The Cut Comparison: Different Cuts of Diamonds, Explained
Buying a diamond is one of life’s greatest moments, as it often signifies an exciting life event or symbolizes a great expression of self-love (treat yourself!). However, it can also be a confusing and sometimes an overwhelming process. This is because all stones (mined and lab-grown diamonds) are unique, and there are a lot of factors that go into considering what a “good” diamond looks like. For many consumers, it’s all about the carat weight — but, the cut is also extremely important since it can affect how big the diamond looks. And the cut isn’t just as simple as what shape the diamond is. In this blog, we’ll take a deep dive into the world of diamond cuts so that you know how to find the best stone for your budget, starting with the two questions on every consumer’s mind: why does diamond cut matter, and which cut is the best to make the diamond look larger?
Why is diamond cut so important?
To answer this question, we first need to think about why diamonds are the most beloved gemstone. One word: sparkle. Nothing sparkles like a beautiful diamond! There is one factor that is most crucial to getting that bright sparkle, and as you may guess — that is the diamond cut. Yep, before it is even polished, the way it is cut will be the determining factor in exactly how much sparkle you get out of loose diamond stones. This is true for both mined diamonds and lab-grown diamonds.
If you’ve been reading our blogs, then you probably already know about the four C’s (Color, Clarity, Cut, Carat) that were created by the Gemological Institute of America (GIA) and serve as the international standard for diamond grading. According to the GIA, “Precise artistry and workmanship are required to fashion a stone, so its proportions, symmetry, and polish deliver the magnificent return of light only possible in a diamond. The quality of cut is crucial to the diamond's final beauty and value. And of all the 4Cs, it is the most complex and technically difficult to analyze (source).”
Additionally, the cut of a diamond is important for hiding inclusions, which are small imperfections that are found within the diamond. They occur during the formation process, which subjects the stone to extreme pressure and intense heat. Nearly all diamonds have inclusions, but a great cut will minimize their visibility.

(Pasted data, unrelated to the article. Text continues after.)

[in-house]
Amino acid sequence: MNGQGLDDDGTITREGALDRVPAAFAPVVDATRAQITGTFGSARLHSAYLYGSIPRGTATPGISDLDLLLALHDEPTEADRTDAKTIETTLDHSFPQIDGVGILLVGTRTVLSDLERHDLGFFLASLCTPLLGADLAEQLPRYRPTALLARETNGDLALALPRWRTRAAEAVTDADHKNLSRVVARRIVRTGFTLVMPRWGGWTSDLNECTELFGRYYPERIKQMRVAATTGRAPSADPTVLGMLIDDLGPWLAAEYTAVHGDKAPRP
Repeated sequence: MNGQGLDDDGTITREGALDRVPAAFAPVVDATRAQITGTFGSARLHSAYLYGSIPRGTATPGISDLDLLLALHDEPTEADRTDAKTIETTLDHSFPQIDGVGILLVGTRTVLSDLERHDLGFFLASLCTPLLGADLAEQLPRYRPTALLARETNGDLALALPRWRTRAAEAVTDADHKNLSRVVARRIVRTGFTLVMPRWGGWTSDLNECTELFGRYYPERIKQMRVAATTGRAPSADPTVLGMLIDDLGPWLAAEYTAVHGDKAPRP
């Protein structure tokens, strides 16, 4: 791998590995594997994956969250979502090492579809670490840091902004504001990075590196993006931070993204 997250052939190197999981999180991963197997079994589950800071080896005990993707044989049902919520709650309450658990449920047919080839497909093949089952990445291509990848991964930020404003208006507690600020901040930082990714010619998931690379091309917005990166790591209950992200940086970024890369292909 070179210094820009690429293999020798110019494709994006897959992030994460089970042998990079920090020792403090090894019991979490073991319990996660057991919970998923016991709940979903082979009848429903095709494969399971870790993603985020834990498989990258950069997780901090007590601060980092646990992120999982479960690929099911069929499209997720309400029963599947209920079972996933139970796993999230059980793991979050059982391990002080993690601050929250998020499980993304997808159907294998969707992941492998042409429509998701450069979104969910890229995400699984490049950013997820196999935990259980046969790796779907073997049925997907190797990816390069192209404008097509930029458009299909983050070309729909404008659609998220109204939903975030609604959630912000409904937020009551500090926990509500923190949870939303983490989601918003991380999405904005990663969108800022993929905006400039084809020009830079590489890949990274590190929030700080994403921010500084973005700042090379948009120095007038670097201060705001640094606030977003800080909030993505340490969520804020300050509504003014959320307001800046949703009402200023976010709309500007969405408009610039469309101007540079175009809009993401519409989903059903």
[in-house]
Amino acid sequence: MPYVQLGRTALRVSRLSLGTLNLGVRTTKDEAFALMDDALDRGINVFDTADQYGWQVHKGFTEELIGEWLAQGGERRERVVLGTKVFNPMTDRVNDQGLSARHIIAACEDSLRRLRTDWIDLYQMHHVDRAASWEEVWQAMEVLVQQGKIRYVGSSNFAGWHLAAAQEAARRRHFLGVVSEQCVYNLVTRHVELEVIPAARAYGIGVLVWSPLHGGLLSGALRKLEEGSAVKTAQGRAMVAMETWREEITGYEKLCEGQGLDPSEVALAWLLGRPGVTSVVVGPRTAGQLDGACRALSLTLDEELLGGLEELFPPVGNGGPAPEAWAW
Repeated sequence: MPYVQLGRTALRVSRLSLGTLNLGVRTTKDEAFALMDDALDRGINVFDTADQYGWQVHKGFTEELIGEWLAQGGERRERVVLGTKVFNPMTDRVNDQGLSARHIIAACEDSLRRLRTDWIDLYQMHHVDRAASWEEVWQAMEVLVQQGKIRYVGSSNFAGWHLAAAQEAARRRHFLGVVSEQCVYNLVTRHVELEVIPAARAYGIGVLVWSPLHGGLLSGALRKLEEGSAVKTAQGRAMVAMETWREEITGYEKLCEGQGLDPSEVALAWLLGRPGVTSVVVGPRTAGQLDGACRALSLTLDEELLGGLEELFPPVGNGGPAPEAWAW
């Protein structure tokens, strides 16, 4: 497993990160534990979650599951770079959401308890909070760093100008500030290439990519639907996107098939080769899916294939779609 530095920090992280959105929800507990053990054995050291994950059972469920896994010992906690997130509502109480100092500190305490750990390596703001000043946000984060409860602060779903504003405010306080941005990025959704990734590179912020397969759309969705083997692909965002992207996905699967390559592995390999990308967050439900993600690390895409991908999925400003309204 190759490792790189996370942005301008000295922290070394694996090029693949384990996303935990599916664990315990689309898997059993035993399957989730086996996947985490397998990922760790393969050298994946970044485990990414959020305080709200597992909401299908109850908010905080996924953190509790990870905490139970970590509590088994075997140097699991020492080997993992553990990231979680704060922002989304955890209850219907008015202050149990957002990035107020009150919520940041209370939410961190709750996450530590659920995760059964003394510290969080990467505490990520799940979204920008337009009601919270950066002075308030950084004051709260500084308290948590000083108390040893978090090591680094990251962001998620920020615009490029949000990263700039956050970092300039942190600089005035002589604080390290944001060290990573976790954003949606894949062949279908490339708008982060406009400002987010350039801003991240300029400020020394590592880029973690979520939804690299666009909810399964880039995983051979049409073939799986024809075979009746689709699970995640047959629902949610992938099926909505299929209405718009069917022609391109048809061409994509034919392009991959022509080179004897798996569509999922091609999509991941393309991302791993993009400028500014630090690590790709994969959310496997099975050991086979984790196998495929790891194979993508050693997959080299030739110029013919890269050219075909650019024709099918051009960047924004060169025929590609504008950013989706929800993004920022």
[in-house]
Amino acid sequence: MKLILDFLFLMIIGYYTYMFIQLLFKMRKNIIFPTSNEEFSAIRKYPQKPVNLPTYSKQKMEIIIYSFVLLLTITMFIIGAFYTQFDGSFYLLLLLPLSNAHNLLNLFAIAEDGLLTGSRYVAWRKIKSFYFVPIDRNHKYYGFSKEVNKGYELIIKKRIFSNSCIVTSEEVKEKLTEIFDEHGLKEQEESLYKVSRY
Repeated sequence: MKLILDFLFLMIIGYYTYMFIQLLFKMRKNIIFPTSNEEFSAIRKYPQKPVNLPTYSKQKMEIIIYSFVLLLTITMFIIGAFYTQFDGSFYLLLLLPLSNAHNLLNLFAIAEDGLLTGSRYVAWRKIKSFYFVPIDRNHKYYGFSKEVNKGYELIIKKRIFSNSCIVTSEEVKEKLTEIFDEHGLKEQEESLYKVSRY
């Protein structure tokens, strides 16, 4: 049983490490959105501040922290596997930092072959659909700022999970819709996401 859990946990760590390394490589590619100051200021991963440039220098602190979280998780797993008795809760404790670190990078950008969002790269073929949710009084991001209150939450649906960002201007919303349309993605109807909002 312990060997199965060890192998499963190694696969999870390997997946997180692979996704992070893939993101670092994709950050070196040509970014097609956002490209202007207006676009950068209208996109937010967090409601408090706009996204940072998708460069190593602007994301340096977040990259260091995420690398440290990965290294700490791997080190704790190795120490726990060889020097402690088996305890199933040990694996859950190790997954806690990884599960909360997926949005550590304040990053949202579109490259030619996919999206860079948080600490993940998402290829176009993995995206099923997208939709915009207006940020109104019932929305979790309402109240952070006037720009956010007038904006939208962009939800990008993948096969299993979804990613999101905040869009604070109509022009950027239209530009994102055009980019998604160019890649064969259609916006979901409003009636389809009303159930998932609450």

Which diamond cut looks biggest for carat size?
Beyond the sparkle factor, one of the major drives for an excellent cut is that it can affect how big the diamond looks. That’s right — it’s not all about the carat. In fact, if a high-carat stone is poorly cut, then it can potentially look smaller than a stone that weighs less carats but has been well cut.
With that said — there’s a reason that round diamonds are the most popular diamond shapes in the world! It’s because round diamonds have the most ability to optimize light reflection, which in turn ups the sparkle factor and makes round diamonds shine brighter than the rest. In turn, this means that round diamonds look larger than other cuts and shapes.
In addition to being the best cut for shine, the round shape is full of symbolism. Designed to conjure the feelings of dependability, warmth, and empathy, the shape serves as a perfect symbol for love and commitment, which is perfect for capturing the essence of your relationship.
What are fire, brilliance, and scintillation?
You may or may not hear these terms when you’re shopping for a diamond, but just in case you do, here are the definitions as according to the GIA:
● Brightness: Sometimes called brilliance, this refers to the internal and external white light reflected from a diamond. Having perfect proportions in the diamond cut ensures there is no light leakage, which in turn makes the diamond appear brighter.